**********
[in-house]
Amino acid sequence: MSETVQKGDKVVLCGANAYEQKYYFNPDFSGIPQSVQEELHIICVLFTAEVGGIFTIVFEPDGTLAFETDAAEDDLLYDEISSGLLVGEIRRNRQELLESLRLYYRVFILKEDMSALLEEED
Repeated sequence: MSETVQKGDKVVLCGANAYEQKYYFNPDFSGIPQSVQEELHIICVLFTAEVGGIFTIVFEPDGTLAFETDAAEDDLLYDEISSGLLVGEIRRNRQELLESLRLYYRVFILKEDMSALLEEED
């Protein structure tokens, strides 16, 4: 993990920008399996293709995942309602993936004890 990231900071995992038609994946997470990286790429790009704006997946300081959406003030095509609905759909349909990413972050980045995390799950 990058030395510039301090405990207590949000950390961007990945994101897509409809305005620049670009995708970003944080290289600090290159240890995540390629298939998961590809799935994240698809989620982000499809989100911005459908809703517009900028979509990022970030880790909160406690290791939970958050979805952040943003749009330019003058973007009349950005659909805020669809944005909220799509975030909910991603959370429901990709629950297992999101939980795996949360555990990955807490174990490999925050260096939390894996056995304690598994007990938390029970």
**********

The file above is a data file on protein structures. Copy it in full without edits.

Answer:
[in-house]
Amino acid sequence: MSETVQKGDKVVLCGANAYEQKYYFNPDFSGIPQSVQEELHIICVLFTAEVGGIFTIVFEPDGTLAFETDAAEDDLLYDEISSGLLVGEIRRNRQELLESLRLYYRVFILKEDMSALLEEED
Repeated sequence: MSETVQKGDKVVLCGANAYEQKYYFNPDFSGIPQSVQEELHIICVLFTAEVGGIFTIVFEPDGTLAFETDAAEDDLLYDEISSGLLVGEIRRNRQELLESLRLYYRVFILKEDMSALLEEED
């Protein structure tokens, strides 16, 4: 993990920008399996293709995942309602993936004890 990231900071995992038609994946997470990286790429790009704006997946300081959406003030095509609905759909349909990413972050980045995390799950 990058030395510039301090405990207590949000950390961007990945994101897509409809305005620049670009995708970003944080290289600090290159240890995540390629298939998961590809799935994240698809989620982000499809989100911005459908809703517009900028979509990022970030880790909160406690290791939970958050979805952040943003749009330019003058973007009349950005659909805020669809944005909220799509975030909910991603959370429901990709629950297992999101939980795996949360555990990955807490174990490999925050260096939390894996056995304690598994007990938390029970």